“Sticks and stones may break my bones, but words will never hurt me.” As kids, we said these words a lot. Deep down, we knew they weren’t true, but they somehow made us feel better in the midst of an argument. Early on in my parenting, I was given a book called “The Blessing” by Gary Smalley and John Trent. Essentially, the book was written to encourage parents to take seriously the effects that spoken words have on children. I learned a lot from that book. I have great kids, but like all children, they drive me crazy sometimes! Since I read this book, I have been more careful with what I said and thought about my children when I was irritated, annoyed, or just plain mad! Years later, I still think about the principles in the book and try to apply them. As a mother and teacher, I know that verbal praise and encouragement can in most situations change the course of a said behavior before it has the chance to destroy a moment.
The truth is, the children in Kenya are never far from my mind and never out of my heart. As I go throughout my day, I think about the children I know by name, those I know by smile. There are times when I long to scoop one up in my arms and plant a blessing in his heart. Just a spoken word of love to remind him that he is loved by an amazing Father. To plant seeds of value and hope.
I love how, when I am in Kenya, I can walk through the compound at PEC and hear these words. Sometimes from a teacher, most often from Samuel himself. Words of blessings that encourage a child to reach for God’s best. Words that place value where the world of hurt and poverty cannot. Individual words that encourage one to stand out from the masses and change the world. I once heard a quote that went something like this “no one as young as us has ever tried to take power, but we are just crazy enough to believe we can; and we will do it!” This came from the movie Amazing Grace where the determination of a guy named William Wilberforce changed the policy for England’s handling of slavery. Words of blessing play a critical role in a person’s belief that he has a purpose and can accomplish that purpose.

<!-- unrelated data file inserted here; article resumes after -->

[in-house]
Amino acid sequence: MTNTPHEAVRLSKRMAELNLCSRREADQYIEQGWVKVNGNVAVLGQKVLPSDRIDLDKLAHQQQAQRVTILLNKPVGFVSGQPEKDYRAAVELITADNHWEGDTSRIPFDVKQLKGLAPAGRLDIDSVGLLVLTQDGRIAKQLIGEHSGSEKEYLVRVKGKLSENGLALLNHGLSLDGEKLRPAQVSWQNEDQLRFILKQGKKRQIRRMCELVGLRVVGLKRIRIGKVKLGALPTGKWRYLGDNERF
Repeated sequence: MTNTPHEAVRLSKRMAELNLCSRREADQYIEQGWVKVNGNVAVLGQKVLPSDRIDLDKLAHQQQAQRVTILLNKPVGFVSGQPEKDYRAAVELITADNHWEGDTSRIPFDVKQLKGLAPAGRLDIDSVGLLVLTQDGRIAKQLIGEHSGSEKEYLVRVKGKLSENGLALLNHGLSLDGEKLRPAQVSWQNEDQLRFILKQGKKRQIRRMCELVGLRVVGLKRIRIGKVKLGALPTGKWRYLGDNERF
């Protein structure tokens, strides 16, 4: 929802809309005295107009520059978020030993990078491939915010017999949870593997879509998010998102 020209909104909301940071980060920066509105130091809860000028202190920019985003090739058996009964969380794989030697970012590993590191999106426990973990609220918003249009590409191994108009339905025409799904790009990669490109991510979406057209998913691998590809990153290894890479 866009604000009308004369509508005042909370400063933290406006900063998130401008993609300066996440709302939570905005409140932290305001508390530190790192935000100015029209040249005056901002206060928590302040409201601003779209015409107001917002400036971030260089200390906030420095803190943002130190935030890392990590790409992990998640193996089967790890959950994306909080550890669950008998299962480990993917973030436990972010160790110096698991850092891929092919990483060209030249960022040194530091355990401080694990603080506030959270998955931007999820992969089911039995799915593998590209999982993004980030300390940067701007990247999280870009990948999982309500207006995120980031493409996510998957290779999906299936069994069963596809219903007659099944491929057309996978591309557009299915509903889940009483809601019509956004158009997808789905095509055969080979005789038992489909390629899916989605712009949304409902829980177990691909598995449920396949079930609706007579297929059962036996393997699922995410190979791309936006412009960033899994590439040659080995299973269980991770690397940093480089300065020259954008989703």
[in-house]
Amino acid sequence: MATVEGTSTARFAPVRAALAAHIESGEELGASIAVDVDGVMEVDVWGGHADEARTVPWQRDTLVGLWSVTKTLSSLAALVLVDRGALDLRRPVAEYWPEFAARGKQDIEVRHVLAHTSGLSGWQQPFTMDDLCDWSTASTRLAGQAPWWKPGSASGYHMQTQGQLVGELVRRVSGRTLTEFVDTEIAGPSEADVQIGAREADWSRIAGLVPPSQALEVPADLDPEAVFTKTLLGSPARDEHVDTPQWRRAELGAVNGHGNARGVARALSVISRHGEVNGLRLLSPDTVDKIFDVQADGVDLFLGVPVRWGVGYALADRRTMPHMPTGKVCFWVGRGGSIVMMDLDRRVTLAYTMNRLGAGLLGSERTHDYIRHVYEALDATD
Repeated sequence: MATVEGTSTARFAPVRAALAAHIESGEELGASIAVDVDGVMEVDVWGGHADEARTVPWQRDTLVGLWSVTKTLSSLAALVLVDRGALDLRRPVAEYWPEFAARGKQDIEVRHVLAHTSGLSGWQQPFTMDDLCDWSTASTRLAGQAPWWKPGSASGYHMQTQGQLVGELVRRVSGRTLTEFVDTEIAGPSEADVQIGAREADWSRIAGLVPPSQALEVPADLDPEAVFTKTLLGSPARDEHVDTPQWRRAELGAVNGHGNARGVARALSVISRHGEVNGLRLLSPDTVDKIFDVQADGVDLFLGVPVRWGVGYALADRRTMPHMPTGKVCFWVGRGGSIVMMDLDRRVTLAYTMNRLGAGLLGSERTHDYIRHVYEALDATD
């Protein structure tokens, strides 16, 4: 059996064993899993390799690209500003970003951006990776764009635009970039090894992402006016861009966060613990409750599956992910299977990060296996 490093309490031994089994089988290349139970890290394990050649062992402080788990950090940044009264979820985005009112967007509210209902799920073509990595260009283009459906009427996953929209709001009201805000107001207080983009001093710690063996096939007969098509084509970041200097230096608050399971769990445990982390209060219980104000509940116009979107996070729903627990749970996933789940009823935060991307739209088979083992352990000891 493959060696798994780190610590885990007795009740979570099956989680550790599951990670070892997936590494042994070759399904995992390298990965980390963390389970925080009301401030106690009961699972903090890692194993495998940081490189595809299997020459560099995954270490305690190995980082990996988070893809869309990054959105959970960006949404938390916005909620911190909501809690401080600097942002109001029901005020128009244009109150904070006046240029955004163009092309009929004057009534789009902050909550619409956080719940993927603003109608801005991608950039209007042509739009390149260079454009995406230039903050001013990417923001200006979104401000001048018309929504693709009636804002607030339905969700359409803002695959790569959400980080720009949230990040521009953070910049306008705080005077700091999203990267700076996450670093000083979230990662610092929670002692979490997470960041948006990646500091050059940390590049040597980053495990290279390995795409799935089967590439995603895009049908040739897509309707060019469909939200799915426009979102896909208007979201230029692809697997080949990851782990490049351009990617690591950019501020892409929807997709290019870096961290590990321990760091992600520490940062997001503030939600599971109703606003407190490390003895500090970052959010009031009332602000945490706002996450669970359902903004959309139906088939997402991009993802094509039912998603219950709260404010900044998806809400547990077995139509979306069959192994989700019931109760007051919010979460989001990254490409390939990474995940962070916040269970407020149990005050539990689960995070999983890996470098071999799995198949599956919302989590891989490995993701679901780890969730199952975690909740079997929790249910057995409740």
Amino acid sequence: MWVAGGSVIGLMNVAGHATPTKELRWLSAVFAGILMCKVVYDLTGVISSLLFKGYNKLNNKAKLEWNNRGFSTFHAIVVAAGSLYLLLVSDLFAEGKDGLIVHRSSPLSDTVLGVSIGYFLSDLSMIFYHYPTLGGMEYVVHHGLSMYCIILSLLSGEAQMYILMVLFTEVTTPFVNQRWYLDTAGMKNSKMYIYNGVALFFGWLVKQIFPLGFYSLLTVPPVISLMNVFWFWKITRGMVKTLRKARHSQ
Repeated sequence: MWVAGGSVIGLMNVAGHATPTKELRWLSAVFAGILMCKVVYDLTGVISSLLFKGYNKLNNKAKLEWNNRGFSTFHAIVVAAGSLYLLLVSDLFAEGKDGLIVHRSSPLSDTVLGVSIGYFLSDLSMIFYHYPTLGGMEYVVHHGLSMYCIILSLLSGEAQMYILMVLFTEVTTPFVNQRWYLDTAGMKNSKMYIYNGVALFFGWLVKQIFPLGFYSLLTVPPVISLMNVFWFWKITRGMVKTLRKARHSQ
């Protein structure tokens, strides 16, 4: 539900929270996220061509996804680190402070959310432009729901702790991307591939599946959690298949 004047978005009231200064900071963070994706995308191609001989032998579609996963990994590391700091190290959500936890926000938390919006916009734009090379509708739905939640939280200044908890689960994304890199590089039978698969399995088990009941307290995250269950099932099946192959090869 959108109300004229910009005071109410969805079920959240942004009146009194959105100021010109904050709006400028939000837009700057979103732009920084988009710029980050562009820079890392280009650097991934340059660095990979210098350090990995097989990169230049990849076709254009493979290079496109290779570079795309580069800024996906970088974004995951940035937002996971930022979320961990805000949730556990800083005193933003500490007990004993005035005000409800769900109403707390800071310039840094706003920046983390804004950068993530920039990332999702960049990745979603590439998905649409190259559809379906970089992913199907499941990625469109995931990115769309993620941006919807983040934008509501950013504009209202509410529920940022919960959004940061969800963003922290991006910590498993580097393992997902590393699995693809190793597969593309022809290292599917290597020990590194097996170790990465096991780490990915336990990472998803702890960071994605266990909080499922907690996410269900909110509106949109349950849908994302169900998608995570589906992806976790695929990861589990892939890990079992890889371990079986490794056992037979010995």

Last summer, the youth at Grace Adventures Day Camp took our kids on as one of their service projects. Knowing that the kiddos love stickers, they took name tags and filled them with blessings. Words such as “beautiful, loved, and valued.” I was the lucky one that got to put these stickers on the kids in Soweto. The day we “stuck” them all up, we had just as many kids from the surrounding neighborhoods as we did the school. We stuck them ALL with these blessings! Yeah, I know these were just stickers, but it was so fun to hear them run around reading the nametags to each other. To see the beautiful smiles as a friend read “valued” and “loved.” That night as I “tucked” in the kids that board, I noticed that these tags were stuck on the walls and bed frames in the dorms. I prayed a silent prayer that our Father would see to it that each child had the chance to really understand that he is valued, loved, and priceless. Thanks to the servant leaders at Grace Adventures Day Camp, thanks to those who have traveled over to speak these words, thanks to you who give so that these kids have a place to learn their value, thanks to Jesus who gave the ultimate gift so that ALL may have value to our God.